What Was the Best Fictional Meal Ever?

From Rear Window to Ratatouille

Graham Roumieu

Anthony Bourdain, chef, author, and TV host

Trimalchio’s feast in The Satyricon is about as great as it gets. Wild, over the top, outrageous, and absurdly funny. Hard to beat for sheer excess.

Bee Wilson, author, Consider the Fork: A History of How We Cook and Eat

For sheer voluptuous fantasy, I’d choose the lobster and french fries Grace Kelly orders in for James Stewart in Rear Window. Stewart grumpily implies that it’s too perfect, but from where I’m sitting, it looks just perfect enough.

Danny Meyer, CEO, Union Square Hospitality Group

It’s unclear to me whether George Orwell’s Down and Out in Paris and London is a novel or nonfiction, but I’m taking the liberty of choosing the scene in which a character fantasizes about the dinner he’d have if he could afford it: oysters, borscht, crayfish, “a young chicken en casserole,” beef with stewed plums, potatoes, salad, suet pudding with Roquefort cheese, and “a litre of Burgundy and some old brandy.”

Linton Hopkins, chef and owner, Restaurant Eugene (Atlanta)

Renoir’s Luncheon of the Boating Party captures both the languid and the sparkling moments of sharing a great meal.

Padma Lakshmi, host, Top Chef

The movie Ratatouille is one long, rolling meal. It introduces children to the joys and technical aspects of cooking without dumbing anything down. My daughter and I relish watching it together.

Christopher Kimball, founder, editor, and publisher, Cook’s Illustrated

Purely on the basis of conviviality, the annual Christmas Eve fete described in The Pickwick Papers would be the ultimate repast. The apples were “hissing and bubbling” and there was a “mighty bowl of wassail.” No overwrought 20-course tasting menu could possibly compete.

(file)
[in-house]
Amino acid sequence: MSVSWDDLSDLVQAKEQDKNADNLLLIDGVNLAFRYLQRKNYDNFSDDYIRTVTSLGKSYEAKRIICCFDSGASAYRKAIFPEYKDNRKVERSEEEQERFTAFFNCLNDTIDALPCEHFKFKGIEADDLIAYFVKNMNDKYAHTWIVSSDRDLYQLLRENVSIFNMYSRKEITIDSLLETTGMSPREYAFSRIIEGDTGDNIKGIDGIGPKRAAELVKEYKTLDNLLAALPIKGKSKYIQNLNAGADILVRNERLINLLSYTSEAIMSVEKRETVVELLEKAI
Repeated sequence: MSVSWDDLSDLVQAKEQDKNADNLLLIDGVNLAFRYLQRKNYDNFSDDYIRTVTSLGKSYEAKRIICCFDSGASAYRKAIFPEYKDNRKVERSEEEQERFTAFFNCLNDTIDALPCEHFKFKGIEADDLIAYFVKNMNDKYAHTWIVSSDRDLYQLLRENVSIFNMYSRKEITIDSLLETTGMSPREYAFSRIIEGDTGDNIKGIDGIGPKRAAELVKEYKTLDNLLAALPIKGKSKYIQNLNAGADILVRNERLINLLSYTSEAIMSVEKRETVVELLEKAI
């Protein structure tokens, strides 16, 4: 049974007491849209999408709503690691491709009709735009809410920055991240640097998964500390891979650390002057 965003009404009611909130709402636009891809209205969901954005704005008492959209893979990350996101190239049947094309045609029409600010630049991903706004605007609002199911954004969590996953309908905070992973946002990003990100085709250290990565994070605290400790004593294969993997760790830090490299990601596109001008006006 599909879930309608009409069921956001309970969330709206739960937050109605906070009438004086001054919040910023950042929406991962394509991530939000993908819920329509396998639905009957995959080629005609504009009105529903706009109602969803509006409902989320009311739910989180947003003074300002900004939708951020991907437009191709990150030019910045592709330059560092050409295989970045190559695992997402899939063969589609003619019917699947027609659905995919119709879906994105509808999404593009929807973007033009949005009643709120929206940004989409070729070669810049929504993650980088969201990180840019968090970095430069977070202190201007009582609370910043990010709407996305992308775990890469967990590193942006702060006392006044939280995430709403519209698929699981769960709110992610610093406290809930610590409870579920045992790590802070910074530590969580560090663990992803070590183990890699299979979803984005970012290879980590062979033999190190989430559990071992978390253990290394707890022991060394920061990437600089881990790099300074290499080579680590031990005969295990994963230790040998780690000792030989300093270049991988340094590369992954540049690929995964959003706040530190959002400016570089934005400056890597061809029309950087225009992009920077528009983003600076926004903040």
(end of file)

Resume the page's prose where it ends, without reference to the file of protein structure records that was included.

Adam Rapoport, editor in chief, Bon Appétit

I love the scene in Tampopo, the greatest food film ever made, where the hobo breaks into a kitchen in the middle of the night to whip up a crispy yet custardy fried-rice omelet for a little kid. Twenty years ago I saw this, and I’m still hungry.

Sarah Silverman, comedian, We Are Miracles (HBO, November 23)

In Albert Brooks’s Defending Your Life, one of my all-time favorite movies Brooks and Meryl Streep are dead and in this kind of limbo where you can eat anything you want and never gain a pound.

Corby Kummer, senior editor, The Atlantic

Harriet the Spy has an irrational love of tomato sandwiches. They were entirely too white-bread for the house I grew up in but I knew I wanted to love something as much as Harriet loved those sandwiches.

Ruth Reichl, food writer and editor

I’d choose William Carlos Williams’s poem “This Is Just to Say”: “I have eaten / the plums / that were in / the icebox / and which / you were probably / saving / for breakfast / Forgive me / they were delicious / so sweet / and so cold”

Todd English, chef and author

In the movie Vatel, a chef meticulously creates lavish, sumptuous banquets fit for a king—in this case, Louis XIV. In the 17th century, as today, we are often remembered for our last dish.

Marcus Samuelsson, chef and owner, Red Rooster (New York)